…For the children, they mark, and the children, they know
The place where the sidewalk ends.
While studying poetry with my 6th graders, I suddenly got an hankering for summer weather. In his 16-line poem, Shel Silverstein easily reminds me the adult life that I so longed for when I was younger was nothing compared to the treasure of childhood. In the grown-up world, responsibilities, bills, and time clocks stretch out on the “dark street” where the asphalt flowers grow. But where the sidewalk ends, the grass begins and summer sings his song of freedom. When I was a child, summer only meant I had to
decide what popsicle flavor to eat or pool game to play or whose house to spend the night at? Ah, the freedom…
For some reason, it’s been a long winter. (I’m not sure if I’ve finally become a true Floridian and gotten spoiled to the warm weather or if it actually has been especially cold for an especially long time this year.) Part of it could also have to do with my occupation, teaching, because I’ve lived most of my life working in the fall, winter and spring and relaxing all summer. Today, I so wanted to don my flip-flops and head off to the beach with a good book. I wanted to stay up late watching movies and sleep in. I wanted to put on some shorts and a tank top, head outside, and blast the radio while I washed the car. Eat a popsicle. Jump in the pool. See a movie in the middle of the day.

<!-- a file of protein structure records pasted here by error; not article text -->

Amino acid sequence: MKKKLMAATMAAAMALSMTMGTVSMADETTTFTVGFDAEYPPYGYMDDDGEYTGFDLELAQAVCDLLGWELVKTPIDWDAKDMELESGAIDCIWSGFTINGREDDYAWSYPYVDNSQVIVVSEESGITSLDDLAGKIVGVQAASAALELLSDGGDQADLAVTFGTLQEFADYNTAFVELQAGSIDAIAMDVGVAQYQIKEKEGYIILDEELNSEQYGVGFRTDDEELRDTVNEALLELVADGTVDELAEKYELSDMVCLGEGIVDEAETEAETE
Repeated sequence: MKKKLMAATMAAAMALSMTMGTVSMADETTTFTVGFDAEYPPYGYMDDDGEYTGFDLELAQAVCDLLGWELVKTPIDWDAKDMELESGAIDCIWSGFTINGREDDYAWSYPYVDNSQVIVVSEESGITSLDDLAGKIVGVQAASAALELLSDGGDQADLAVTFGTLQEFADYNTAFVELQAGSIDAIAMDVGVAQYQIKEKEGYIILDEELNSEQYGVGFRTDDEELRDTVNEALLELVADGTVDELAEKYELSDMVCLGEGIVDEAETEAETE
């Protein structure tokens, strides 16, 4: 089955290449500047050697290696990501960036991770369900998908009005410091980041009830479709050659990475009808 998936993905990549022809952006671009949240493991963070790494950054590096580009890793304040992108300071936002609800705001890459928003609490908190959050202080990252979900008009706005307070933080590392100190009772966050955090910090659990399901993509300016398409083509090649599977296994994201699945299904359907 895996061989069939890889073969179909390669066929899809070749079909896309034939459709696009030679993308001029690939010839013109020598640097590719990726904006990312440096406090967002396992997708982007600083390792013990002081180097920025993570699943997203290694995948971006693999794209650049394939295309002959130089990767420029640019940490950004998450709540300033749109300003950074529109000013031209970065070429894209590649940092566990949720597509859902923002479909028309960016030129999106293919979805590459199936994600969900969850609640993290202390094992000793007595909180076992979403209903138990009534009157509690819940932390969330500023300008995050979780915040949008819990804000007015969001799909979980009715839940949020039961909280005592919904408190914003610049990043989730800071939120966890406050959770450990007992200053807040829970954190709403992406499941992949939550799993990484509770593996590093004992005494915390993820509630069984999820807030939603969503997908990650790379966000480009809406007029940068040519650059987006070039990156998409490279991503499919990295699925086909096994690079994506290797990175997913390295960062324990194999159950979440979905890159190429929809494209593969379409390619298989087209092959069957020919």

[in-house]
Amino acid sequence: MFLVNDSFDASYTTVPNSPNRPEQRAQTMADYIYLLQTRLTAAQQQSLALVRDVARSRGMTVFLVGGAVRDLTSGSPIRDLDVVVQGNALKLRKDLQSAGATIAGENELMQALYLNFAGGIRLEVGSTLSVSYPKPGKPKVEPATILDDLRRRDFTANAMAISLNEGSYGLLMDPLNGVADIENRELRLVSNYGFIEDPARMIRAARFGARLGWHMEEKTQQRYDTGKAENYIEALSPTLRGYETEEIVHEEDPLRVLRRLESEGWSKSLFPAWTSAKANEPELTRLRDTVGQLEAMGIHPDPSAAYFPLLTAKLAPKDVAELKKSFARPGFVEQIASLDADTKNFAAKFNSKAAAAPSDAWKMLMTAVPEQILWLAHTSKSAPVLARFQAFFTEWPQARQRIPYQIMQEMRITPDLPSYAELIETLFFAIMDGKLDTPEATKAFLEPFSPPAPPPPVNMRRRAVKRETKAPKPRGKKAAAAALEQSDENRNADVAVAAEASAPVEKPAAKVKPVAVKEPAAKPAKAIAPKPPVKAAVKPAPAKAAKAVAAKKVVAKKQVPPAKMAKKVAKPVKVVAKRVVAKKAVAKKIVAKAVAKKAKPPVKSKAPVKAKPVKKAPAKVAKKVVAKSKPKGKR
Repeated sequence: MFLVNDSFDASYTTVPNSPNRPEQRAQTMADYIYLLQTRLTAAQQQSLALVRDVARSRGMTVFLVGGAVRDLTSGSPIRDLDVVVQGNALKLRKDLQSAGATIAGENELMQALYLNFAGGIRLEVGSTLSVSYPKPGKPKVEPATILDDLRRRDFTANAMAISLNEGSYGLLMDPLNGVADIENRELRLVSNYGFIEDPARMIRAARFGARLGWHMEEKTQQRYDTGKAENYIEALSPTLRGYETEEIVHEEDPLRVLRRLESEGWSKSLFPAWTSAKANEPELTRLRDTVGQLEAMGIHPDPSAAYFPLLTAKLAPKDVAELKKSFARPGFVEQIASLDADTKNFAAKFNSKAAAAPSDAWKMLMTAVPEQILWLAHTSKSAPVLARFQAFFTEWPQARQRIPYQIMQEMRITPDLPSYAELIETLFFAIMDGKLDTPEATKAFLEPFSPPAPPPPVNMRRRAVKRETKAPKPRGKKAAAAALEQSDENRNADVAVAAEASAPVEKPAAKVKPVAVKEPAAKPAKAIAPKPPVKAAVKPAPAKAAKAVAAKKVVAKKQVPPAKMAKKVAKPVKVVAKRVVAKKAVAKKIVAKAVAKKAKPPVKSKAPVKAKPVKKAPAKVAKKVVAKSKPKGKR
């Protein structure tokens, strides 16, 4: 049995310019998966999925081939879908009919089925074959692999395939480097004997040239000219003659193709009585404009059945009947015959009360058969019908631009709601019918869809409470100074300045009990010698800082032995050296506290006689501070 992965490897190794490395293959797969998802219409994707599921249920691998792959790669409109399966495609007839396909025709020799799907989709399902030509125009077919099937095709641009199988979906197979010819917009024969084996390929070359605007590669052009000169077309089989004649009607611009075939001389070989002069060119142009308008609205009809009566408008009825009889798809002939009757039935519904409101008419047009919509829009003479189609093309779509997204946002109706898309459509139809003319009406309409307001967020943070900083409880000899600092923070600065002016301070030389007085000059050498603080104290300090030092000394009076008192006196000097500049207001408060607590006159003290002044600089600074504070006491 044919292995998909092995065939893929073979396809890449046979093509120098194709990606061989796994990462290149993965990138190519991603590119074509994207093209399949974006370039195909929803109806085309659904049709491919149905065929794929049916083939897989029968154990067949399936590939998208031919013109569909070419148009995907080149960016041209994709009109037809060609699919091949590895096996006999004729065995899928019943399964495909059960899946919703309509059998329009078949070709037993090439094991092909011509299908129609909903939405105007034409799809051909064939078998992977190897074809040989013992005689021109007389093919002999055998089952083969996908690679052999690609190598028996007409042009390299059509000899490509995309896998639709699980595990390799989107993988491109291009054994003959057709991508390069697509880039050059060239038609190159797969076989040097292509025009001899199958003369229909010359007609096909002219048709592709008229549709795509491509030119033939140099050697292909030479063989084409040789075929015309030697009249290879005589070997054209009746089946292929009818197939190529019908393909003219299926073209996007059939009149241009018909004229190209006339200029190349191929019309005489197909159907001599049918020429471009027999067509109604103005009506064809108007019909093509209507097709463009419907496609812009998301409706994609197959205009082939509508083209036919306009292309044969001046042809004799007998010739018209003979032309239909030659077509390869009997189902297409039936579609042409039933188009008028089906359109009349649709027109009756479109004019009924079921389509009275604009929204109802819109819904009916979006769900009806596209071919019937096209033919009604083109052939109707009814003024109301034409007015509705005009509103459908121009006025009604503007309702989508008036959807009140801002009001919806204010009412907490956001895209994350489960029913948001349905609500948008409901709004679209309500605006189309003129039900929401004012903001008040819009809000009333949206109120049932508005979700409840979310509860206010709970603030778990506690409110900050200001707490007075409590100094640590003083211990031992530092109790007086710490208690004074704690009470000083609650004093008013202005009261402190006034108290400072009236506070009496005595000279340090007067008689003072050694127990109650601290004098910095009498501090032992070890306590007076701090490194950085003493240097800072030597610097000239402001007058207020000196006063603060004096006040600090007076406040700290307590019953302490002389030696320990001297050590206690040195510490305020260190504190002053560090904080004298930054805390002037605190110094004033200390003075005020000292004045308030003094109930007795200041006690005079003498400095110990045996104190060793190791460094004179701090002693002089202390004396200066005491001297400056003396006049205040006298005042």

But alas, it’s only the end of February and according to Puxatawnee Phil, I still have about 3 more weeks of winter. I can feel the sun, though, and the freedom that it brings me. Even if the weatherman tells me to wait, my heart will quietly revel that summer is almost here and childhood will await me once again. Soon, I’ll pick up my chalk and mark my way to where the sidewalk ends.